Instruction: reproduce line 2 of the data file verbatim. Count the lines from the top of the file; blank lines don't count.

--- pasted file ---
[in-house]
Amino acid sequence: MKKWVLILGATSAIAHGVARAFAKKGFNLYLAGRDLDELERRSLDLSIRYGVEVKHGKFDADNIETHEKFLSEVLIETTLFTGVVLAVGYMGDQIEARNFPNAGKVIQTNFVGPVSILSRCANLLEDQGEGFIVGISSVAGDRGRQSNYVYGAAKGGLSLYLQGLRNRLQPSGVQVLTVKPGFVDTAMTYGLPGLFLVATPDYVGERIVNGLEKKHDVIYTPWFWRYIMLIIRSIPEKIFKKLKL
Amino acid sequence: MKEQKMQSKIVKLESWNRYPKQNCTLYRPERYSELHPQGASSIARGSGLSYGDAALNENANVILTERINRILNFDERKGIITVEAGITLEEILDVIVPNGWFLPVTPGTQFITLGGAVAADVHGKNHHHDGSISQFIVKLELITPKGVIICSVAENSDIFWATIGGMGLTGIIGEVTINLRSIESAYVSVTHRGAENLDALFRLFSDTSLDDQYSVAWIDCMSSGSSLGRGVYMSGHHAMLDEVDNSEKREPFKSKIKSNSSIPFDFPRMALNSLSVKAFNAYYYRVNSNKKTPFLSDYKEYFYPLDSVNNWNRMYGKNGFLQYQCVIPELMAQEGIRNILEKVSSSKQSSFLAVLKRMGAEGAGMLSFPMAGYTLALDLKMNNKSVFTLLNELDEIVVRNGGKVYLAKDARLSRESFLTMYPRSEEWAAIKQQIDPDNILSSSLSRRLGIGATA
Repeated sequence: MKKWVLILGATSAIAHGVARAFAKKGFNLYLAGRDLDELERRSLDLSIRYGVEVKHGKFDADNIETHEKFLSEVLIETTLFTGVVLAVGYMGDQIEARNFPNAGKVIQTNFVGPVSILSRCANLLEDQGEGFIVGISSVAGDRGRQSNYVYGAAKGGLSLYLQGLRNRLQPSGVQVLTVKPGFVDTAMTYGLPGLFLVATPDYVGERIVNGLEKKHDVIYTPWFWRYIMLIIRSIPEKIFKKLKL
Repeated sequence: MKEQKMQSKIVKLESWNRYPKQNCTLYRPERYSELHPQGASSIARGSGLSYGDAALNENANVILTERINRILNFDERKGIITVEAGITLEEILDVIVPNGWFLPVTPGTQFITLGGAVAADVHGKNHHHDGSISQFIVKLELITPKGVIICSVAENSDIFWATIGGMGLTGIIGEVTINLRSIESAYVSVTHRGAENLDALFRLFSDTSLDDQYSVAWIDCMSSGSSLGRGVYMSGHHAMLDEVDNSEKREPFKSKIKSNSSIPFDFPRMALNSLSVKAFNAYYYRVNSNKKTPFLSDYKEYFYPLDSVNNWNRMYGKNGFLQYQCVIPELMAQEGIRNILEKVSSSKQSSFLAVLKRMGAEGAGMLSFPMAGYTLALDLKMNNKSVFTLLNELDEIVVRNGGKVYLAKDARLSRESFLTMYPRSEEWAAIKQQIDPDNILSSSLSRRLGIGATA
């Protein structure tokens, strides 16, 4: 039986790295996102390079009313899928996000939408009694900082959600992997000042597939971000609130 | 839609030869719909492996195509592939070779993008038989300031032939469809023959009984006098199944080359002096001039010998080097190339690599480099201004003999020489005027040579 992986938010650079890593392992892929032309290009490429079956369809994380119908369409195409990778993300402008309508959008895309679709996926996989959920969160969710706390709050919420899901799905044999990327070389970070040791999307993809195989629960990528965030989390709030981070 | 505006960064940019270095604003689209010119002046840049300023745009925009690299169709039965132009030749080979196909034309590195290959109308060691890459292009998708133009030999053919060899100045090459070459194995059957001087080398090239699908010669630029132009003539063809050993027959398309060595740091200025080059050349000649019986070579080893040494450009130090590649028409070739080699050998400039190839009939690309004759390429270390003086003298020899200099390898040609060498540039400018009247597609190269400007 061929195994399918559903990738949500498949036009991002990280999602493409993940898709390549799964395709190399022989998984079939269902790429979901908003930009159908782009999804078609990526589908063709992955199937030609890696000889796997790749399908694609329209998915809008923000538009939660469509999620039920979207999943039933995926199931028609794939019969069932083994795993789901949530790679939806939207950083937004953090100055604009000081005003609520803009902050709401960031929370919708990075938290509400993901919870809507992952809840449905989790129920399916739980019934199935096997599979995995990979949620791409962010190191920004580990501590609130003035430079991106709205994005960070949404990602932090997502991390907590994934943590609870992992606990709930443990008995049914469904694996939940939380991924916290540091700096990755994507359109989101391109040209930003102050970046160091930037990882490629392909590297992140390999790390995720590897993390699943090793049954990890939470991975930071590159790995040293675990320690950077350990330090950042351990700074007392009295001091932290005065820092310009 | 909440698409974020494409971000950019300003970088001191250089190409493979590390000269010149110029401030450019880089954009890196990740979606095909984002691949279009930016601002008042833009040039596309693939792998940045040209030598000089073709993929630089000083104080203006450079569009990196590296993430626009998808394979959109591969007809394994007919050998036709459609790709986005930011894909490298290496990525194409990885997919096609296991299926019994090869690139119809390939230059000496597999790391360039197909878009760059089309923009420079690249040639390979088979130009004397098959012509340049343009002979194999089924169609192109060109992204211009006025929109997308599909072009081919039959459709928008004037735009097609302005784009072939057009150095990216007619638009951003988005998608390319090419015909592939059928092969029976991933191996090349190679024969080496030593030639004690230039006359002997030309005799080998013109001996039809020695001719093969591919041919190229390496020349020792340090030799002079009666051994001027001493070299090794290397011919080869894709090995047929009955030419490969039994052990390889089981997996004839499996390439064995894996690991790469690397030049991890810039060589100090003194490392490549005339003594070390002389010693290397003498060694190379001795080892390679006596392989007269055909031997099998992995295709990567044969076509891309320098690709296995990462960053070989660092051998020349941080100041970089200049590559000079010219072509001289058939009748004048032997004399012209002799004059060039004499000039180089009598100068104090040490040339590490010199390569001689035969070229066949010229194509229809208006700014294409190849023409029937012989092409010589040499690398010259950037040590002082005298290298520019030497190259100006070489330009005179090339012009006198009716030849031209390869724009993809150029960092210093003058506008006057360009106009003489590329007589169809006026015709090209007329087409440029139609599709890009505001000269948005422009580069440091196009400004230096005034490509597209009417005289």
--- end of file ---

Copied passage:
Amino acid sequence: MKKWVLILGATSAIAHGVARAFAKKGFNLYLAGRDLDELERRSLDLSIRYGVEVKHGKFDADNIETHEKFLSEVLIETTLFTGVVLAVGYMGDQIEARNFPNAGKVIQTNFVGPVSILSRCANLLEDQGEGFIVGISSVAGDRGRQSNYVYGAAKGGLSLYLQGLRNRLQPSGVQVLTVKPGFVDTAMTYGLPGLFLVATPDYVGERIVNGLEKKHDVIYTPWFWRYIMLIIRSIPEKIFKKLKL